She also spearheaded several statewide initiatives, including the Coalition to End Homelessness, and has overseen the completion of more than 50 affordable housing units. Another 16 apartments for families are expected to come online next year.

“Rita is an intrepid leader who has inspired thousands of others to take action to end homelessness,” said Tom Stretton, who chairs the nonprofit's board of directors, in the announcement. “It is no exaggeration to say that through her work, both directly and indirectly, Rita has touched millions of lives over the past three decades."

Stretton and the rest of the nonprofit's board will lead the search for Markley's replacement. The outgoing leader expressed gratitude for her colleagues and said she believes the organization has "never been stronger."

"I am thrilled to see what the next generation of leadership will achieve," Markley said. 

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Thursday, March 17, 2022

Boves Reverse Course, Say They Won't Evict Winooski Tenants

Posted By and on Thu, Mar 17, 2022 at 11:08 PM

300 North Main apartments - DEREK BROUWER ©️ SEVEN DAYS
  • Derek Brouwer ©️ Seven Days
  • 300 North Main apartments
This story was updated at 3 p.m. on March 18, 2022.

Following weeks of public outcry, Mark and Rick Bove say they no longer plan to kick out the 24 low-income, mostly refugee families who live at a housing complex the brothers own in Winooski.

The Boves told tenants in February that they would all need to leave by July 1 ahead of "major renovations" at the 300 Main Street property. The brothers then intended to raise rents at the updated complex to market rate.

But affordable housing organizations, nonprofits that support refugees and immigrants, and Winooski city officials all decried the mass eviction at a time when rents are soaring and housing is hard to come by. They later pressed the issue in a letter to state lawmakers, calling for reforms that would better protect tenants. A community fundraiser started over the weekend to support the families had raised more than $16,000 as of Friday afternoon.

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Thursday, March 10, 2022

Mass Evictions From Bove Brothers' Building Prompt Call for Tenant Protection

Posted By on Thu, Mar 10, 2022 at 6:36 PM

300 North Main apartments - DEREK BROUWER ©️ SEVEN DAYS
  • Derek Brouwer ©️ Seven Days
  • 300 North Main apartments
Winooski city leaders and a coalition of nonprofits are pleading for state lawmakers to enact new protections for tenants in the wake of a mass eviction of refugee and low-income renters.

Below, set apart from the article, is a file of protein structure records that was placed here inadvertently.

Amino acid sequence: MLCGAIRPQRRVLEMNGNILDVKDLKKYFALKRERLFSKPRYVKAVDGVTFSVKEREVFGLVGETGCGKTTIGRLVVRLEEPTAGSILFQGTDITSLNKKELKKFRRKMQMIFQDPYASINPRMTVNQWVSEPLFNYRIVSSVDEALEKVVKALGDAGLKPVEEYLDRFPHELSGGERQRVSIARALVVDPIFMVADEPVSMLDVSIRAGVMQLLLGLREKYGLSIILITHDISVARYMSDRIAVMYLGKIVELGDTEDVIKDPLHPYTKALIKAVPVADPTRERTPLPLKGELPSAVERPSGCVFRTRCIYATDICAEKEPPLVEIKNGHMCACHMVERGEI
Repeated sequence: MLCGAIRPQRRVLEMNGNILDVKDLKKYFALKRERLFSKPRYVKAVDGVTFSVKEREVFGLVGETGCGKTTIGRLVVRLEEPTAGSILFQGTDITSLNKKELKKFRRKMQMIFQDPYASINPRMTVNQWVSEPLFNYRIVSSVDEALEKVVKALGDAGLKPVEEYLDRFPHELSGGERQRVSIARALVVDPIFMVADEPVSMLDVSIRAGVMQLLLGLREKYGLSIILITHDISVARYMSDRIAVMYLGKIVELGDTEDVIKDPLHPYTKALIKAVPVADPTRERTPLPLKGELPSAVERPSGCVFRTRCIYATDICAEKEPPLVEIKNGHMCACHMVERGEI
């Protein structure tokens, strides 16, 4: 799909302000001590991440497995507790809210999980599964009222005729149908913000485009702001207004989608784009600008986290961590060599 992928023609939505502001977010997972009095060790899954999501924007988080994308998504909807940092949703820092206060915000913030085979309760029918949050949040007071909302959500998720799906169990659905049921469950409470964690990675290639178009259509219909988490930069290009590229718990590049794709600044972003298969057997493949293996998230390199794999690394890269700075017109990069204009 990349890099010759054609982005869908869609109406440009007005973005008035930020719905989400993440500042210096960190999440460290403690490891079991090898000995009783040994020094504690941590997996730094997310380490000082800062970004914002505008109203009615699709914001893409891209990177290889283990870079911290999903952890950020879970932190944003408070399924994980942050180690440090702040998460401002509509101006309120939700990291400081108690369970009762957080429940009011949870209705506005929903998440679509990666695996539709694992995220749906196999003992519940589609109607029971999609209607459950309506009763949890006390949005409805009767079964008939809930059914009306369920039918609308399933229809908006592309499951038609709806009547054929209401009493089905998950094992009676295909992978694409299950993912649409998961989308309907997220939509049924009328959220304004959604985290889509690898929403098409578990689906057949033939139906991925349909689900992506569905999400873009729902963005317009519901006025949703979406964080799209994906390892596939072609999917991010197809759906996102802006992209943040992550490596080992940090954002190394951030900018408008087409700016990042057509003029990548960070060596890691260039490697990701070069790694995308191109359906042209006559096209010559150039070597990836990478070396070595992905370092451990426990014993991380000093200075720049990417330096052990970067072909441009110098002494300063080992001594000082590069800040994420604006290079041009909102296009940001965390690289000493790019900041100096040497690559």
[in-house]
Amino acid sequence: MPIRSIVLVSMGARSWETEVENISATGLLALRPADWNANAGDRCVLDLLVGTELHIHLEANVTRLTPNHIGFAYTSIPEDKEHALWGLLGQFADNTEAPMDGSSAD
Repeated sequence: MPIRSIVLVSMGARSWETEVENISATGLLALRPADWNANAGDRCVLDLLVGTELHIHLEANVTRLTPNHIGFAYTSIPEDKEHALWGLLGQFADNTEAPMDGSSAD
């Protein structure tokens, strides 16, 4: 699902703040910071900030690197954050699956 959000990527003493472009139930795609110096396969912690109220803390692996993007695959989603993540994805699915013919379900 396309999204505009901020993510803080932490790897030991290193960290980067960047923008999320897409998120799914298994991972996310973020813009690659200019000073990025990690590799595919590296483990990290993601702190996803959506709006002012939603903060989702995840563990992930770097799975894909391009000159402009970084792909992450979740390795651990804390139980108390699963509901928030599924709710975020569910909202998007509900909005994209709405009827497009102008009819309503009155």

In a March 8 letter to Gov. Phil Scott and legislative leaders, they call for more funds to boost the supply of affordable, family-sized rentals across the state. But development incentives alone aren't enough, they emphasize.

"Investments in housing to meet this crisis must be coupled with requirements to ensure that mass displacements like the one underway in Winooski do not happen," the letter states.

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Tuesday, March 1, 2022

Happy Town Meeting Day! Get Out and Vote, Vermont

Posted By on Tue, Mar 1, 2022 at 1:32 PM

Checking in voters at the Miller Center in Burlington - LUKE AWTRY
  • Luke Awtry
  • Checking in voters at the Miller Center in Burlington
Town Meeting Day might look different again this year, but the vibe is the same.

Vermonters are voting — by voice, by mail, by paper ballot — as part of the state's unique tradition of direct democracy. Town clerks and volunteers are doing their part to count ballots and keep the polls running. Candidates are out for one last 12-hour campaign push before polls close at 7 p.m.

For the last few months, Seven Days has covered various Town Meeting Day issues in municipalities around the state. Here's what you need to know:

February 28: "Scott Blocks Brattleboro's Bid to Lower the Voting Age"

February 25: "Burlington Seeks a Makeover for Main Street With TIF Bond"

February 23: "Democracy How? The Pandemic Has Weakened — but Not Killed — Vermont’s Grand Town Meeting Day Tradition"

February 23:
"Burlington Voters Will Again Consider New City Spending — and a Tax Hike"

February 23:
"Winooski, Montpelier Will Allow Noncitizens to Vote, but Few Have Signed Up"

February 18:
"Milton School Board Race Jolted By Candidates’ Manifesto"

February 16:
"Local Commotion: National Divisions on Race and Equity Are Roiling Vermont School Boards"

February 9:
"Control of the Burlington City Council Likely Hinges on One Race: Ward 8"

February 2:
"A Proposed Tweak to Burlington’s Charter Sparks Impassioned Debate Over Sex Work"

January 18:
"Burlington Progs Consider Six Candidates for Council Seats"

January 12:
"Burlington Council Elections: Hightower Will Run, Stromberg Won't"

January 12:
"Burlington’s Town Meeting Day Could Look Much Different for Progressives"

December 19: "Burlington Dems Endorse Five Candidates for City Council Elections"

December 9: "Burlington City Councilor Chip Mason Won't Seek Reelection"

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Friday, February 25, 2022

Nationwide Opioid Settlement Nets Vermont $64 Million

Posted By on Fri, Feb 25, 2022 at 1:00 PM

OxyContin on a pharmacy shelf - DREAMSTIME
  • Dreamstime
  • OxyContin on a pharmacy shelf
Vermont will receive about $64 million from nationwide settlements with three major opioid distributors, as well as drugmaker Johnson & Johnson, to help the state recover from the effects of the opioid epidemic.

The cash comes from $26 billion in settlements, initially proposed last summer, that resolved thousands of lawsuits brought by state and local governments alleging that the companies helped fuel the addiction crisis. Distributors McKesson, Cardinal and AmerisourceBergen will collectively pay $21 billion; Johnson & Johnson will contribute $5 billion.

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Thursday, February 17, 2022

Two Colchester Mobile Home Parks Convert to Resident Ownership

Posted By on Thu, Feb 17, 2022 at 9:23 AM

Breezy Acres mobile home park in Colchester. - COOPERATIVE DEVELOPMENT INSTITUTE
  • Cooperative Development Institute
  • Breezy Acres mobile home park in Colchester.
Two Colchester mobile home parks were converted to resident-owned cooperatives this month, bringing the total number of such co-ops in Vermont to 16.

The residents of the Hillcrest and Breezy Acres parks are now paying off mortgages instead of paying rent in a deal that closed February 9.

When the two parks went up for sale for $14 million in 2020, the nonprofit Cooperative Development Institute of Northampton, Mass., got in touch with residents to let them know they had the option of buying the parks, said Erikka Yandow, the secretary of the newly created Hillcrest board. The parks are next to each other and have a combined 233 homes.